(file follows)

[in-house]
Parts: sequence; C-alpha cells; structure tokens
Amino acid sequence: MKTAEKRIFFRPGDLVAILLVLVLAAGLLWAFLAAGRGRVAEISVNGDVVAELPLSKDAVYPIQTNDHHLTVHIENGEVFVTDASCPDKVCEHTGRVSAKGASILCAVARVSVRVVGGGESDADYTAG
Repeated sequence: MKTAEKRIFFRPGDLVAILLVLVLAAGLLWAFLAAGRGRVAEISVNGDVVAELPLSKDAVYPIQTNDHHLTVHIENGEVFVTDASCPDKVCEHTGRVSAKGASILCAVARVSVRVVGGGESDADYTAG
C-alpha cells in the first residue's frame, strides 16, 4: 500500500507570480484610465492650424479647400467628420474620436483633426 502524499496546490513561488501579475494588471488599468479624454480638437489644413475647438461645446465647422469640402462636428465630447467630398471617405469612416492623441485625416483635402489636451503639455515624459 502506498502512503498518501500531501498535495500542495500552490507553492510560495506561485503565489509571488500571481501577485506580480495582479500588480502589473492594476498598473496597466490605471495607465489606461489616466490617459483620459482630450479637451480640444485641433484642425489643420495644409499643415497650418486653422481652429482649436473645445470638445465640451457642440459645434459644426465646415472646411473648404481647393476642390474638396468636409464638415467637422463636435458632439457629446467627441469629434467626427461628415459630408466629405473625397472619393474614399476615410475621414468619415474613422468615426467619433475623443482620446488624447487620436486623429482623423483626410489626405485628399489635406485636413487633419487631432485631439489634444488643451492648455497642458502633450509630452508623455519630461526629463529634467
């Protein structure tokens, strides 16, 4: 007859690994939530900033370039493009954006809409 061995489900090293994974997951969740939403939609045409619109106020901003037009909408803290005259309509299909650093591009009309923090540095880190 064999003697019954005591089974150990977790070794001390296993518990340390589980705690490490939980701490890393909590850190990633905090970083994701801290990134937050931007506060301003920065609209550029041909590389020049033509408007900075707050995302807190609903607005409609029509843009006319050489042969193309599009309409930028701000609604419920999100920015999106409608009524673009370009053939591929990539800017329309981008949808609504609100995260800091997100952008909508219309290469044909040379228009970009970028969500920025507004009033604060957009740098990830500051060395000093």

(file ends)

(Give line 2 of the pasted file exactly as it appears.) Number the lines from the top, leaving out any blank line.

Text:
Parts: sequence; C-alpha cells; structure tokens